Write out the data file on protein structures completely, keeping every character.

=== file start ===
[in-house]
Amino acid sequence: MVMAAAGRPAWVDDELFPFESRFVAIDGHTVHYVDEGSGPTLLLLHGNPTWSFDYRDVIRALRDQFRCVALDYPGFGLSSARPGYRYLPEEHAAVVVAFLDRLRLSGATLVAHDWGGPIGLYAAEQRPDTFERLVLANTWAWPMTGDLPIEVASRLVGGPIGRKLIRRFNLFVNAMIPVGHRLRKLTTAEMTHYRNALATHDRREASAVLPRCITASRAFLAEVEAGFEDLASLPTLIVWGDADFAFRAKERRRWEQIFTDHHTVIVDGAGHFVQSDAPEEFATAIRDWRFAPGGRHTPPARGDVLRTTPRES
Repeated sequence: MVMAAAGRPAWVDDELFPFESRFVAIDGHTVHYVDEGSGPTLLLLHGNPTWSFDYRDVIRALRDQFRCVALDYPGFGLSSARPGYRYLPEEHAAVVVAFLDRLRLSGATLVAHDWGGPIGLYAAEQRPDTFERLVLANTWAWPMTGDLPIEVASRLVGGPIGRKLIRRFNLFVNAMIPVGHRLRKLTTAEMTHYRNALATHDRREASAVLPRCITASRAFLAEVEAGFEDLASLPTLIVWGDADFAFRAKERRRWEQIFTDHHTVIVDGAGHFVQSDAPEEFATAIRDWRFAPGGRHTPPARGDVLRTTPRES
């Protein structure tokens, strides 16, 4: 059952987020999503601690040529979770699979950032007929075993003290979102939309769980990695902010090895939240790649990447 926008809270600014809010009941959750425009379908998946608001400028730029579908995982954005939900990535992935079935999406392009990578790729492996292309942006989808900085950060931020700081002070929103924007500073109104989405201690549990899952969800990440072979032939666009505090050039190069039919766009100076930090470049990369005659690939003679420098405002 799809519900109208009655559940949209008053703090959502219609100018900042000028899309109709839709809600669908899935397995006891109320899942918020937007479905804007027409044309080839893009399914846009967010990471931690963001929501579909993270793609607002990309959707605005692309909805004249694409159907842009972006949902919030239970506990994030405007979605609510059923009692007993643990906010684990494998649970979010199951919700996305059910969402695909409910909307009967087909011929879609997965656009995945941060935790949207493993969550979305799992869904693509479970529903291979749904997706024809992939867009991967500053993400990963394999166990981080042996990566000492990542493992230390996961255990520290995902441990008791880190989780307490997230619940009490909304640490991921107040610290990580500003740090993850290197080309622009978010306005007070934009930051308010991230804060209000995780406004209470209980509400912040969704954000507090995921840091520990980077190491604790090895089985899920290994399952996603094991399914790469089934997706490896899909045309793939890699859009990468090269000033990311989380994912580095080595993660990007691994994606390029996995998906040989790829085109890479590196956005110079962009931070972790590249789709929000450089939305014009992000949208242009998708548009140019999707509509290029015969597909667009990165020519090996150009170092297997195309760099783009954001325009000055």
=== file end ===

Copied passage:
[in-house]
Amino acid sequence: MVMAAAGRPAWVDDELFPFESRFVAIDGHTVHYVDEGSGPTLLLLHGNPTWSFDYRDVIRALRDQFRCVALDYPGFGLSSARPGYRYLPEEHAAVVVAFLDRLRLSGATLVAHDWGGPIGLYAAEQRPDTFERLVLANTWAWPMTGDLPIEVASRLVGGPIGRKLIRRFNLFVNAMIPVGHRLRKLTTAEMTHYRNALATHDRREASAVLPRCITASRAFLAEVEAGFEDLASLPTLIVWGDADFAFRAKERRRWEQIFTDHHTVIVDGAGHFVQSDAPEEFATAIRDWRFAPGGRHTPPARGDVLRTTPRES
Repeated sequence: MVMAAAGRPAWVDDELFPFESRFVAIDGHTVHYVDEGSGPTLLLLHGNPTWSFDYRDVIRALRDQFRCVALDYPGFGLSSARPGYRYLPEEHAAVVVAFLDRLRLSGATLVAHDWGGPIGLYAAEQRPDTFERLVLANTWAWPMTGDLPIEVASRLVGGPIGRKLIRRFNLFVNAMIPVGHRLRKLTTAEMTHYRNALATHDRREASAVLPRCITASRAFLAEVEAGFEDLASLPTLIVWGDADFAFRAKERRRWEQIFTDHHTVIVDGAGHFVQSDAPEEFATAIRDWRFAPGGRHTPPARGDVLRTTPRES
């Protein structure tokens, strides 16, 4: 059952987020999503601690040529979770699979950032007929075993003290979102939309769980990695902010090895939240790649990447 926008809270600014809010009941959750425009379908998946608001400028730029579908995982954005939900990535992935079935999406392009990578790729492996292309942006989808900085950060931020700081002070929103924007500073109104989405201690549990899952969800990440072979032939666009505090050039190069039919766009100076930090470049990369005659690939003679420098405002 799809519900109208009655559940949209008053703090959502219609100018900042000028899309109709839709809600669908899935397995006891109320899942918020937007479905804007027409044309080839893009399914846009967010990471931690963001929501579909993270793609607002990309959707605005692309909805004249694409159907842009972006949902919030239970506990994030405007979605609510059923009692007993643990906010684990494998649970979010199951919700996305059910969402695909409910909307009967087909011929879609997965656009995945941060935790949207493993969550979305799992869904693509479970529903291979749904997706024809992939867009991967500053993400990963394999166990981080042996990566000492990542493992230390996961255990520290995902441990008791880190989780307490997230619940009490909304640490991921107040610290990580500003740090993850290197080309622009978010306005007070934009930051308010991230804060209000995780406004209470209980509400912040969704954000507090995921840091520990980077190491604790090895089985899920290994399952996603094991399914790469089934997706490896899909045309793939890699859009990468090269000033990311989380994912580095080595993660990007691994994606390029996995998906040989790829085109890479590196956005110079962009931070972790590249789709929000450089939305014009992000949208242009998708548009140019999707509509290029015969597909667009990165020519090996150009170092297997195309760099783009954001325009000055």